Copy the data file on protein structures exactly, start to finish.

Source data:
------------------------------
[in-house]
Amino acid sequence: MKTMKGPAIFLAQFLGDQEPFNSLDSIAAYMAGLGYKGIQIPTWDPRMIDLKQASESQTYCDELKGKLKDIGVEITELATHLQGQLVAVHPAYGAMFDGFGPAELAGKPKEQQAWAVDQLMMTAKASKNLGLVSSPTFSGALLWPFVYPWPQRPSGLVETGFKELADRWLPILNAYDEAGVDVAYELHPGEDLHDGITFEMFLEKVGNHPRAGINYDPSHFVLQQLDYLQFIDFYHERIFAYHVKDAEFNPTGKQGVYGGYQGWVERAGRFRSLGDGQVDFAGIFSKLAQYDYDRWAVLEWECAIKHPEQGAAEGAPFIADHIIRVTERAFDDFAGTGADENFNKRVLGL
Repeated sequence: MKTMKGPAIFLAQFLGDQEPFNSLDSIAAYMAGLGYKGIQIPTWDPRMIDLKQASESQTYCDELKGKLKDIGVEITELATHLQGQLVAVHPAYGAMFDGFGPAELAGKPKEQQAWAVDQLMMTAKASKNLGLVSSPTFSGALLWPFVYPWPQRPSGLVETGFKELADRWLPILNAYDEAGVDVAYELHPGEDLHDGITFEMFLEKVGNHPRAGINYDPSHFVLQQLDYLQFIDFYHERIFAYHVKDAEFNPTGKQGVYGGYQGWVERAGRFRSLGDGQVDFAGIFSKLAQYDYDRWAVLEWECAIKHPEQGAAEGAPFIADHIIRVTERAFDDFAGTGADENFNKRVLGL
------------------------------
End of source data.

[in-house]
Amino acid sequence: MKTMKGPAIFLAQFLGDQEPFNSLDSIAAYMAGLGYKGIQIPTWDPRMIDLKQASESQTYCDELKGKLKDIGVEITELATHLQGQLVAVHPAYGAMFDGFGPAELAGKPKEQQAWAVDQLMMTAKASKNLGLVSSPTFSGALLWPFVYPWPQRPSGLVETGFKELADRWLPILNAYDEAGVDVAYELHPGEDLHDGITFEMFLEKVGNHPRAGINYDPSHFVLQQLDYLQFIDFYHERIFAYHVKDAEFNPTGKQGVYGGYQGWVERAGRFRSLGDGQVDFAGIFSKLAQYDYDRWAVLEWECAIKHPEQGAAEGAPFIADHIIRVTERAFDDFAGTGADENFNKRVLGL
Repeated sequence: MKTMKGPAIFLAQFLGDQEPFNSLDSIAAYMAGLGYKGIQIPTWDPRMIDLKQASESQTYCDELKGKLKDIGVEITELATHLQGQLVAVHPAYGAMFDGFGPAELAGKPKEQQAWAVDQLMMTAKASKNLGLVSSPTFSGALLWPFVYPWPQRPSGLVETGFKELADRWLPILNAYDEAGVDVAYELHPGEDLHDGITFEMFLEKVGNHPRAGINYDPSHFVLQQLDYLQFIDFYHERIFAYHVKDAEFNPTGKQGVYGGYQGWVERAGRFRSLGDGQVDFAGIFSKLAQYDYDRWAVLEWECAIKHPEQGAAEGAPFIADHIIRVTERAFDDFAGTGADENFNKRVLGL